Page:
Generally, a permit is issued for a period of up to 12 months for each competition or promotion.
Note: Cash prizes cannot be for a value greater than $30,000.
In Victoria, your NFP organisation will require a permit to run online competitions which are considered raffles. Your NFP organisation will need to:
- comply with the conditions in the Gambling Regulation Act 2003 and Gambling Regulations 2015; and
- register as a community or charitable organisation by completing a Declaration as a community or charitable organisation and lodging it with the Victorian Commission for Gambling and Liquor Regulation.
Your NFP organisation must be a charitable organisation conducting the raffles or lotteries for a charitable, sporting or recreational purpose.
The next step is to apply for a minor gaming permit (where the retail value of prizes is more than $5,000) by completing a Gambling Application – Minor gaming permit – raffles, lucky envelopes, fundraising events and pay a fee for each event you wish to conduct.
The permit will be issued for a period not exceeding 2 years and will need to be renewed if you are conducting ongoing promotions.
Note: Cash cannot be given as a prize unless the cash is part of a travel and/or accommodation prize, in which case only 10% of the total travel prize can be cash.
Australian Capital Territory
In the ACT any lottery which includes an element of chance or a mixture of chance and skill requires a permit under the Lotteries Act 1964 where the total prize value exceeds $2,500. A permit is not required where the competition is a game of skill.
Your NFP organisation will need to complete an Application for Permit to conduct a Raffle with the Gambling and Racing Commission – Access Canberra and pay the applicable fee (which varies depending on the value of the prizes that ACT residents may be eligible to win).
Note: There is no restriction of cash prizes in ACT.
In SA, lotteries can only be conducted by an “association” not formed for private gain and must have at least 10 members, an elected management committee and a constitution. So, provided that your NFP organisation satisfies this requirement then you can conduct lotteries in South Australia. However, your NFP organisation will need a major lottery licence where the total prize value for the promotion is $5,000 or more. You do not need a minor lottery licence where the total prize value is $5,000 or less.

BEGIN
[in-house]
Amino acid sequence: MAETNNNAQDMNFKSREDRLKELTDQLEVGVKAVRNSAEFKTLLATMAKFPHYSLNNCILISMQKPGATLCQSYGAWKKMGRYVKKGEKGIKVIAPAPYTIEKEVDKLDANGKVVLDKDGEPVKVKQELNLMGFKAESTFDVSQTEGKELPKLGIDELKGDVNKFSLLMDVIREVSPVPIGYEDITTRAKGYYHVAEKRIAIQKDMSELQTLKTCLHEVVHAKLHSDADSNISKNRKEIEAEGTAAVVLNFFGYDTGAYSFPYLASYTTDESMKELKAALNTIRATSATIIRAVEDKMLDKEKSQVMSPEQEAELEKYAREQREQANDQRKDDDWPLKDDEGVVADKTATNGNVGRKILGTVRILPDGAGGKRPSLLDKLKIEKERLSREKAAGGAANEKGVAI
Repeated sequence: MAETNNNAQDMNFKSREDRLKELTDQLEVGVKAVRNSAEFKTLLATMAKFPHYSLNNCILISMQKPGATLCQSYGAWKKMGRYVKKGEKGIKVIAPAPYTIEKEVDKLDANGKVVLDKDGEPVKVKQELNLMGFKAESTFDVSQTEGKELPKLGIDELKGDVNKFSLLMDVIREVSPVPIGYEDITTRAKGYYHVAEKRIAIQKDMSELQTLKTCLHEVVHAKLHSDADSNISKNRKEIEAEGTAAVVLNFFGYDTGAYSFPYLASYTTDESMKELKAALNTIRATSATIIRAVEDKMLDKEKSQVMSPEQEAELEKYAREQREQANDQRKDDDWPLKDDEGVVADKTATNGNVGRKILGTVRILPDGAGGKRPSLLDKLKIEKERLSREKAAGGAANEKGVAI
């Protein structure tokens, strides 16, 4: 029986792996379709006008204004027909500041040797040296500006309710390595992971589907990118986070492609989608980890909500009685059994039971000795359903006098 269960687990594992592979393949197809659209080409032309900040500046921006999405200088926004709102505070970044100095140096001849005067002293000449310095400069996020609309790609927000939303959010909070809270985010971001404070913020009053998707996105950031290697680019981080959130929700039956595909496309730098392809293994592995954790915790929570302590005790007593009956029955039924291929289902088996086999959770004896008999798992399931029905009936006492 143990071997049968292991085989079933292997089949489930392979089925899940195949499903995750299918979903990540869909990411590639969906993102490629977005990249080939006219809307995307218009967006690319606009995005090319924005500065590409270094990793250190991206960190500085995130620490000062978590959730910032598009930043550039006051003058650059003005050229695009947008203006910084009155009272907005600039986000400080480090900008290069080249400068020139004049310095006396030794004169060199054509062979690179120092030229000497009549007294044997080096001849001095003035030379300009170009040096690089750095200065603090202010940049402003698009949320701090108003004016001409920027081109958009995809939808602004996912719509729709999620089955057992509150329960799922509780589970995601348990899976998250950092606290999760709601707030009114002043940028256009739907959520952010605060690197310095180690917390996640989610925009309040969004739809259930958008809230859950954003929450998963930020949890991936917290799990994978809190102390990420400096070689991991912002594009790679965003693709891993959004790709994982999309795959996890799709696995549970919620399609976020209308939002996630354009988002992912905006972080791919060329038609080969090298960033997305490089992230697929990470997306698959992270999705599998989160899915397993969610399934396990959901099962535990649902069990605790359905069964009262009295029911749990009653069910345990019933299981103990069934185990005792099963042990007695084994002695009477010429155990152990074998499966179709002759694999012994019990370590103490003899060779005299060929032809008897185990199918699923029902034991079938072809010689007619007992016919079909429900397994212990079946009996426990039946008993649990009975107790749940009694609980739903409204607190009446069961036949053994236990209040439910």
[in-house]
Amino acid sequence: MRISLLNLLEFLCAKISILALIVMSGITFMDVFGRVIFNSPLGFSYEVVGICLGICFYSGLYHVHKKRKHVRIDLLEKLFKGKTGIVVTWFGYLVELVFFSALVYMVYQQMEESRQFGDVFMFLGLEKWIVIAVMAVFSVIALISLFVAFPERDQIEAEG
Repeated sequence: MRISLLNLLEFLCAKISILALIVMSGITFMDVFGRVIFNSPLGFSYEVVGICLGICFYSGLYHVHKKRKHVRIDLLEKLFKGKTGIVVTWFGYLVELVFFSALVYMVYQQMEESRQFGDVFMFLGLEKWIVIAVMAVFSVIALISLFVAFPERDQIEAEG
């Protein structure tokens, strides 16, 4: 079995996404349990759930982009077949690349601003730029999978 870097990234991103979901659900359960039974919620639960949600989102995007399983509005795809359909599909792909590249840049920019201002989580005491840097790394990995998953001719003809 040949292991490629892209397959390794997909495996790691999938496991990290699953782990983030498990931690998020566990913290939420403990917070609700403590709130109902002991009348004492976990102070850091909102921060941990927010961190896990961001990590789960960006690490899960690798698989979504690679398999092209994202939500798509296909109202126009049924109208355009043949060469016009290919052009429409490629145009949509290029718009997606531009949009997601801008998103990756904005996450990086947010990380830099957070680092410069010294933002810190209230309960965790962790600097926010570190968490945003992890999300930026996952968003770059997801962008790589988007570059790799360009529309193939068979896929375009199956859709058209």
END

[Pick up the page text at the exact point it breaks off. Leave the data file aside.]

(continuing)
For a major lottery, your NFP will need to lodge an Application for a Major Lottery Licence under the Lottery and Gaming Act 1936 with Consumer and Business Services in South Australia with the appropriate fee. Any funds raised through a lottery can only be used for religious, educations, charitable or benevolent purposes. Importantly, in South Australia any draws need to be conducted in front of an independent scrutineer (which is an additional requirement not often necessary in other jurisdictions).
Note: There is no restriction on cash prizes in South Australia.
In Tasmania, your NFP organisation will need to obtain a permit for a promotion where the total retail value of the prizes is $5,000 or more. You will need to lodge an Application for a Minor Gaming Permit under the Gaming Control Act 1993 with the Tasmanian Liquor and Gaming Commission together with the applicable fee. Minor Gaming Permits are issued for a period of either one or two years and may be subject to conditions.
Once a permit is held then each activity conducted under it must be separately approved using an Individual Activity Notification for Raffles Form 7 days prior to conducting the raffle. This is an additional obligation that is over and above the requirements in other states/territories.
A minor gaming permit may be granted for a period of one or two years (unless a shorter period is specified in the permit).
Note: Cash prizes cannot be for a value greater than $5,000.
In WA, your NFP organisation will need to obtain a standard lottery licence to sell lottery tickets in a game of chance. The purpose for raising funds must be for the support or conduct of sporting, social, political, literary, artistic, scientific, benevolent, charitable or other like activity (and not for private gain or any commercial undertaking).